Now, obviously this is a slightly unfair comparison, as Vermont is a single state while Yemen is an entire country. But the fact remains that if every US state were to simultaneously secede, Vermont would be the absolute poorest of the resulting 50 countries. Sudan, Uzbekistan and Iraq would all be wealthier, as would Morocco, Algeria, and Belarus. What we’re trying to say is that Vermont better pray Rick Perry doesn’t get his way about dissolving the Union.
Thanks to decades of rampant economic growth, medical advances and improved equality, life expectancy has surged in the West. If you’re male and live in the UK for example, you can expect to live a good 78.5 years—compared to the 56 an impoverished Ethiopian might get. Unless, that is, you live in East Glasgow where you’ll be lucky to scrape 54.
No joke. The Glasgow neighbourhood of Calton has some of the lowest male life expectancy not just among developed nations, but in the entire world. People there live in soul-crushing poverty, with rates of alcohol and drug addiction and homelessness some of the highest in the Western world. The average male life expectancy is 53.9 years, lower than Afghanistan (59), The Ivory Coast (55), Haiti (61), or even Iraq (65). Even male children born into the nightmare of Somalia will only live an average of 4 years less than their Glaswegian counterparts—and these are kids who can expect to spend their lives being bombed, shot at and nearly-exploded.
The area is so messed up that young people from developing countries like Indonesia actually volunteer there in the hopes of making a meaningful difference. In short, this tiny corner of the super-prosperous UK may have a claim on being one of the most-deprived in the entire world.
It’s fairly obvious that poverty causes depression. If you disagree, feel free to dump your possessions and try living on the streets for a year, we’ll wait for your report. So you might expect those living in crippling poverty in developing nations to be more prone to suicide than their affluent Western counterparts. But that’s not the case. If anything, there are some richer countries where suicide appears to be almost endemic.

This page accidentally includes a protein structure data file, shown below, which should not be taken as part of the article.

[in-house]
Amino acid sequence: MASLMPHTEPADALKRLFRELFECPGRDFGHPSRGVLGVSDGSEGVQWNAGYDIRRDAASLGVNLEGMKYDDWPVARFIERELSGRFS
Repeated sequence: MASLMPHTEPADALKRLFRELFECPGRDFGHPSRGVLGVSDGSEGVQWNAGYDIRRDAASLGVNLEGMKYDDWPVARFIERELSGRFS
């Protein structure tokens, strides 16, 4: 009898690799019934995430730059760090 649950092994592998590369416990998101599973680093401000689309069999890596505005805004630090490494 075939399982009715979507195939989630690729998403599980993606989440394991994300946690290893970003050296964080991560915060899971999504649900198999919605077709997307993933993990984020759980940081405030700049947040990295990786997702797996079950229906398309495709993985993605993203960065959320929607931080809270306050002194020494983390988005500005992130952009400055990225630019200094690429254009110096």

Take Japan: Japan is one of the richest and most-equal societies on earth, yet it has a suicide rate higher than Zimbabwe, Venezuela, Nicaragua, Haiti, Jamaica, and Guatemala combined. But even this has nothing on South Korea. At nearly 40 men in every 100,000, South Korea simply has one of the highest suicide rates on Earth—comparable to developing nations like Kazakhstan, Ukraine and Sri Lanka. In fact, only Hungary and Russia are both similarly affluent and more prone to suicide, but even then Hungary’s GDP is a fraction of South Korea’s. Final proof, if needed, that money objectively can’t buy happiness.
What do Haiti, Yemen, Sudan, Somalia, Iran, Afghanistan, and Ireland have in common? The answer is that until only a couple of months ago, they all completely outlawed abortion—even when a woman’s life was at stake.
In 2012 a pregnant Indian woman living in Ireland suffered life-threatening complications. Rushed to a hospital, she was told there was no chance of her baby surviving. There was also very little chance of her surviving, unless doctors forced a termination. They refused. In 2012, abortion was still so illegal in Ireland that it couldn’t be done, even to save the mother’s life, even when the baby was guaranteed to die anyway.
In the aftermath of her death, Ireland finally pushed a bill through that would allow termination—but only if the mother’s life was at risk. This places Ireland firmly behind every single other developed nation on abortion rights. Even Algeria and Pakistan will allow terminations to save the mother from sickness or injury, as will Ethiopia, Costa Rica, and Zimbabwe. To give you some perspective, this is one area where even North Korea outperforms Ireland—something no country should ever be proud of.